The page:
I've never heard of C.J. Box, author of "Endangered" (Putnam 2015). I picked the book because it got good reviews and is the fifteenth in the Joe PickI've never heard of C.J. Box, author of "Endangered" (Putnam 2015). I picked the book because it got good reviews and is the fifteenth in the Joe Pickett series. More importantly, Lee Child recommended it--'one of today's solid-gold, A-list, must-read writers.' I wasn't about to argue with Jack Reacher's right hand man.
Now I have to read the rest, it was that good.
Joe Pickett is an easy-going, easy-to-know Wyoming game warden and family man. He takes his job seriously and has a reputation for solving mysteries rather than settling for the easy answer. Joe never is bigger than life, but he's always true to life. In this story, he's in the middle of mystery dealing with poachers who killed an entire Lek (community) of sage grouse when his 18-year-old daughter is found unconscious in a ditch, beaten and left for dead by her assailant like so much trash. While Pickett tries to unravel this mystery while working on who killed the sage grouse, he finds himself at odds with one of the nastiest local families you'd ever want to meet. For them, anything is fair game if they can get away with it.
This is not a hard-charging, fast-paced thriller with a complex plot that constantly whips you around like a roller coaster. The wonder of this book is the author's voice, through the character of Joe Pickett. He's kind and non-judgmental, but strong and firm in his beliefs. He's natural and uncomplicated, the type of person you'd want for a friend. The power of his personality drives the story, tinges every action, and kept me turning pages. Through Box's magnificent pen, I got to not only know Joe Pickett but understand his motivations. I've already ordered the rest of the series....more
Robin Burcell's "The Kill Order" (Harper 2015) is the fifth in the FBI Special Agent Sydney Fitzpatrick series (the second series created by Burcell).Robin Burcell's "The Kill Order" (Harper 2015) is the fifth in the FBI Special Agent Sydney Fitzpatrick series (the second series created by Burcell). Sydney becomes embroiled with a powerful computer code called the Devil's Key. It's repercussions are so extensive, it is considered a danger to national security and anyone in its possession is ordered to be killed--the Kill Order.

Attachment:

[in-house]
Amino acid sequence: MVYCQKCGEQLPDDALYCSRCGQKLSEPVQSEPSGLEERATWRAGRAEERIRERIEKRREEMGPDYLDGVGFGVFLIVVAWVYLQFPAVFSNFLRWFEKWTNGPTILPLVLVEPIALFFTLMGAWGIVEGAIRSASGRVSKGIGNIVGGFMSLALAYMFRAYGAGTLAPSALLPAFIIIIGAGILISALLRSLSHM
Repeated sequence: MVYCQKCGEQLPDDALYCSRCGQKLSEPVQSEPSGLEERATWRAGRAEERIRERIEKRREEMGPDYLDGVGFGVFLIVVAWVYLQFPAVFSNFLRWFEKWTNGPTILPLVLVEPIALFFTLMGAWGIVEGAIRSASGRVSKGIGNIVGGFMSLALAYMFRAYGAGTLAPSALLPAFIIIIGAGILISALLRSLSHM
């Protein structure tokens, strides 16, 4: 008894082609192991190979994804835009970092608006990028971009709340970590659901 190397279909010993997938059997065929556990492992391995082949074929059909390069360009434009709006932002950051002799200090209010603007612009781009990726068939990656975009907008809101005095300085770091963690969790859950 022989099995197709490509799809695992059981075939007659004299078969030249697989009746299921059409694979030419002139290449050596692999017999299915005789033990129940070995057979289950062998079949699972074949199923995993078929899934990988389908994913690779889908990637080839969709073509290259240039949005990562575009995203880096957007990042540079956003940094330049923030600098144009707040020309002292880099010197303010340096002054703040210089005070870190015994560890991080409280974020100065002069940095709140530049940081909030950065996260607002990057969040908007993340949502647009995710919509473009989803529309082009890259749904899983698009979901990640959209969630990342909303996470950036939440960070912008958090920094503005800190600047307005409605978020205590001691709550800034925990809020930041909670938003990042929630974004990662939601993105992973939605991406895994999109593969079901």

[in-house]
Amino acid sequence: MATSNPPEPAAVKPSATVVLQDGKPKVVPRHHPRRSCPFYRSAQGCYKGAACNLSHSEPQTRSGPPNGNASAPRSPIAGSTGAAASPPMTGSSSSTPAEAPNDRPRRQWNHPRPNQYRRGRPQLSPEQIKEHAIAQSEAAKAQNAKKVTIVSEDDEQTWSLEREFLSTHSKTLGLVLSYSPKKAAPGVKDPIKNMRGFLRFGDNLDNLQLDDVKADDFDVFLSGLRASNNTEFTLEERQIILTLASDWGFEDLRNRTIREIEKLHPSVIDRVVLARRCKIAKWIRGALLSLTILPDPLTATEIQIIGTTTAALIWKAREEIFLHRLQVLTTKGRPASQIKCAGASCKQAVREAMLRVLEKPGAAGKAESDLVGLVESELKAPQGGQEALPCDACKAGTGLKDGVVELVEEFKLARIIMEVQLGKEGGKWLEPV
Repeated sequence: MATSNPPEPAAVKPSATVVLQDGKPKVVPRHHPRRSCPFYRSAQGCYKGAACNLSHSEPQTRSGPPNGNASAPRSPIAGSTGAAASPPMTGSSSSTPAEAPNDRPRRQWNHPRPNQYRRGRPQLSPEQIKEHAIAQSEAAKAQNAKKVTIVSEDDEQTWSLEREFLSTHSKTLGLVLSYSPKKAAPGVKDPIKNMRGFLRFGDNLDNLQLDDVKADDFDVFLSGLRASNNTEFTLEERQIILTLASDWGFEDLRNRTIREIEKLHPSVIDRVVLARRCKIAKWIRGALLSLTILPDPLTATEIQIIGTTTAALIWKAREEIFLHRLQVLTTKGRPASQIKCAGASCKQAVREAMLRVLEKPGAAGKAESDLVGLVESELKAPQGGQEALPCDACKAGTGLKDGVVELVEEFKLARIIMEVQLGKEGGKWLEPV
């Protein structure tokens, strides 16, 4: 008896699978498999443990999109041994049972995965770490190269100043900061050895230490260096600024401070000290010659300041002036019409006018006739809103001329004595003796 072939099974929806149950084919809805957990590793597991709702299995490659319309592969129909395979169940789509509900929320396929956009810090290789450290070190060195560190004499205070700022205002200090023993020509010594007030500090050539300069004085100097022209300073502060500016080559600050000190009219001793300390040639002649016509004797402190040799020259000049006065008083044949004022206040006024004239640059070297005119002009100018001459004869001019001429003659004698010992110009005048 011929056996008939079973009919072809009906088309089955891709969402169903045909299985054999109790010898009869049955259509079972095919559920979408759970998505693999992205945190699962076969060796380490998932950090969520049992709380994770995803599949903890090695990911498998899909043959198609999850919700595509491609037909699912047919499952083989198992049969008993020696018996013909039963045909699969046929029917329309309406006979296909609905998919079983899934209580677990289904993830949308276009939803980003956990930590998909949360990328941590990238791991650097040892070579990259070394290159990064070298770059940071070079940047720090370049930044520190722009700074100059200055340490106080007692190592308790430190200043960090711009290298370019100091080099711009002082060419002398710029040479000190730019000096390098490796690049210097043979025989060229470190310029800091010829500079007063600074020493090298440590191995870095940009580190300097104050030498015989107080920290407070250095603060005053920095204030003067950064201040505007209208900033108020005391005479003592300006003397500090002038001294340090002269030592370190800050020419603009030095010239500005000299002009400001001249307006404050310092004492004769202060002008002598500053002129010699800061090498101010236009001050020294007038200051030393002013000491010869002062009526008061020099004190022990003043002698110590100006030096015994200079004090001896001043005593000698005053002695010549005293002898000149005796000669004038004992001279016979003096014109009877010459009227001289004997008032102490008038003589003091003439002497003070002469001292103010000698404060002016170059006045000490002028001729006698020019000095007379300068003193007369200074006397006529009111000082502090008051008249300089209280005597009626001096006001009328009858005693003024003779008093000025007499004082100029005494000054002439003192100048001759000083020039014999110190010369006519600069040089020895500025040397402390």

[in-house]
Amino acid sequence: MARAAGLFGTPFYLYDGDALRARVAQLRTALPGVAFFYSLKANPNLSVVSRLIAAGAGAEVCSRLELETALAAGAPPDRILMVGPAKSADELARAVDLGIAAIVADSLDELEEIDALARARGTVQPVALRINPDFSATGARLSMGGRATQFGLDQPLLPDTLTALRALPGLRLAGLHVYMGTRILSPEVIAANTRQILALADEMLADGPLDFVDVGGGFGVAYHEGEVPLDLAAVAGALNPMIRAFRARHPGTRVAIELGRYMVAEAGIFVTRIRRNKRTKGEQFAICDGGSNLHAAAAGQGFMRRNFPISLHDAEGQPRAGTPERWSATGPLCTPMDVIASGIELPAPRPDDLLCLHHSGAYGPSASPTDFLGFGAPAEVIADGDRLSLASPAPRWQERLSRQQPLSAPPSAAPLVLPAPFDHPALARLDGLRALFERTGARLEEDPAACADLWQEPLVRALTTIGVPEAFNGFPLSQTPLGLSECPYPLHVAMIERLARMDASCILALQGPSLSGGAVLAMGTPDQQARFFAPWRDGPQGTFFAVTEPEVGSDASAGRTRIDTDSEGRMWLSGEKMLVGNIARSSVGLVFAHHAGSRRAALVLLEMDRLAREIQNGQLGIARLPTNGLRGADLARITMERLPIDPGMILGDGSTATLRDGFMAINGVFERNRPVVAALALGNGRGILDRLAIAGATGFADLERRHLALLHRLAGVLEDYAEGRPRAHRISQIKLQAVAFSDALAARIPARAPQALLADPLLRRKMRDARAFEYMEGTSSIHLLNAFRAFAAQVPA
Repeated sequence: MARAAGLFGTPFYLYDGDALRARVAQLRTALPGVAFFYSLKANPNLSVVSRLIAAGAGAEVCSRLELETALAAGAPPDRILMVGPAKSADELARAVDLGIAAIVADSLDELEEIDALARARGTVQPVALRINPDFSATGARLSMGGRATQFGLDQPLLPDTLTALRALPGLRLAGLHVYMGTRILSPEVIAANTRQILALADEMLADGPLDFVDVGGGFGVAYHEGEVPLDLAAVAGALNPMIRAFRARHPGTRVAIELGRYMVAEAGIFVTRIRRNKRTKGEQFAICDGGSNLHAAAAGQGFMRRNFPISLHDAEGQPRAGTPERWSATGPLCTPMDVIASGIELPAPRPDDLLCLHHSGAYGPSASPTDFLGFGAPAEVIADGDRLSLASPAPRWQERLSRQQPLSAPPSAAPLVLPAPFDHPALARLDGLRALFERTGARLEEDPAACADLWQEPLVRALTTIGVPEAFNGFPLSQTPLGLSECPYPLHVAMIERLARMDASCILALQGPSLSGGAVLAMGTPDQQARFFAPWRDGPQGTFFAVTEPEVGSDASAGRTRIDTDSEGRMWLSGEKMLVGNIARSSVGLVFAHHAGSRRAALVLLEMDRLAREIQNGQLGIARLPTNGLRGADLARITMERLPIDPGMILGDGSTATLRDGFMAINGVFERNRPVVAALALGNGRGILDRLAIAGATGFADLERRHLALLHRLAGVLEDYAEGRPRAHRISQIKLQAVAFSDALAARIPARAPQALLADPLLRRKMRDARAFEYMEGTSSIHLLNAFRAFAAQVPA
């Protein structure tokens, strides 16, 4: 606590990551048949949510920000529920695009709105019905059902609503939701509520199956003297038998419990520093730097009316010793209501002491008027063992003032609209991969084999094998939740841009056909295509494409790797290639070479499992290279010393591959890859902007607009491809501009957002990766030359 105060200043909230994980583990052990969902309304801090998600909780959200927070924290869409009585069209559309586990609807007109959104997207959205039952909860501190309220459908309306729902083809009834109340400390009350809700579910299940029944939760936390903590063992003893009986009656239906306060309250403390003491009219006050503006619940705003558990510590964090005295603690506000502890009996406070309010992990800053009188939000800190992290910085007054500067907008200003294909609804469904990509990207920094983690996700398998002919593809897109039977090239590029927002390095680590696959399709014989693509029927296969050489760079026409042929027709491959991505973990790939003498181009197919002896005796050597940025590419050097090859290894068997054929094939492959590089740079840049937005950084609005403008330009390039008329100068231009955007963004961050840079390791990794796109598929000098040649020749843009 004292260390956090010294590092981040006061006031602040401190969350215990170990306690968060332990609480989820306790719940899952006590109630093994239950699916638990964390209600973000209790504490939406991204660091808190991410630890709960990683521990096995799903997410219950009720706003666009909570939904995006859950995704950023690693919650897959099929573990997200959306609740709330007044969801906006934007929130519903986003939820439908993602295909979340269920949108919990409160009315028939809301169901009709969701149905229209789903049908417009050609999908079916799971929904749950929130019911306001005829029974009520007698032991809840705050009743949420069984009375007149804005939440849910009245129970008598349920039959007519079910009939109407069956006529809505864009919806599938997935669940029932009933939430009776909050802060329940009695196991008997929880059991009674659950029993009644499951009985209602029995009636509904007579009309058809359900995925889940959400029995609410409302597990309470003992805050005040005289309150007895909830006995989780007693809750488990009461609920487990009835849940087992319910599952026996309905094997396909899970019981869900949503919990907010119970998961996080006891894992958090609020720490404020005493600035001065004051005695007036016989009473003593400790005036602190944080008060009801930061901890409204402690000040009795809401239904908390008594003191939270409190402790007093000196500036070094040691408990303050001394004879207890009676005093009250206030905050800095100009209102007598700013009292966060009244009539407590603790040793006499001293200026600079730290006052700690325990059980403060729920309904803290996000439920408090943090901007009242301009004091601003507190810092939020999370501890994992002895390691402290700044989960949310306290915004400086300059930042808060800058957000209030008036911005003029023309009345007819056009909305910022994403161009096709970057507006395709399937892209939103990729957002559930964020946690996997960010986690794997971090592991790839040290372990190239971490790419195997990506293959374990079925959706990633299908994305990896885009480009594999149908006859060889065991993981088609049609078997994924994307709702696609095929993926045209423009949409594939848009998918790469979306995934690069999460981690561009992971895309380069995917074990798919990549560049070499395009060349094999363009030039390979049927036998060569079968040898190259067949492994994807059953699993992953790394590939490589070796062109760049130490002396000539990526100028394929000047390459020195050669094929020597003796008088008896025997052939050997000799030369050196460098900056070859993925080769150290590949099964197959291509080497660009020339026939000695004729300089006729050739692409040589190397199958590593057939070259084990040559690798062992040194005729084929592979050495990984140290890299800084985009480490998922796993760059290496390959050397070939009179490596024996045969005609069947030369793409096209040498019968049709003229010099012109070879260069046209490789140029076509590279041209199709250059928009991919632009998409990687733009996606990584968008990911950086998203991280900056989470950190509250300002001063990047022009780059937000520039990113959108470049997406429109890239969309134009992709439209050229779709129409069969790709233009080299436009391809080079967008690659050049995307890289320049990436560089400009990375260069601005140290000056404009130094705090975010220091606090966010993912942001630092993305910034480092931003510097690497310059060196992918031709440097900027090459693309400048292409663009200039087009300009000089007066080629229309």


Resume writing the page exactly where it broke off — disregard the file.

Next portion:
The problem starts when a deep-cover American agency asks Sydney to draw a profile picture of a man a twenty-year-old pickpocket (Piper) saw kill her boyfriend. Because Piper has an eidetic memory, she remembers minute details and quickly identifies the man as a powerful government official. To make things worse, Piper saw the Devil's Key and now has it stuck in her brain, which means she must be killed. Sydney, with the help of the specialized government agency, decide to unravel why the code is so lethal and hopefully in that way, save the girl's life. What they don't expect is that doing this puts all of them in mortal danger.
The characters are interesting and clever and the plot fast-moving--in fact, it never slows down. The importance of the Devil's Key is explained, but to me, not believably enough. I get that it's a backdoor into sensitive computers. What I don't get is why that isn't solvable since it is a known problem. I found myself bogged down by the plot. At times, it seemed to be going in circles albeit at full speed, as the author tried to figure out where it was really headed.
I was disappoint that Sydney's skills as a forensic artist didn't show up more in the book. I know they're spotlighted more in other volumes in the series (i.e., "Black List"), so Burcell might have wanted to broaden the foundation for the plot by delving into other areas. One other point that didn't detract from the book's score: I think this book would have been easier to understand if I'd read some of the earlier books in the series first. Characterizations were a bit sketchy and there were references to earlier cases that I assume were from prior books. I think if I'd ready the books in order, I would have felt much closer to the characters.
Overall, a great read from a talented author. I will be reading the rest of the series--starting with Book 1....more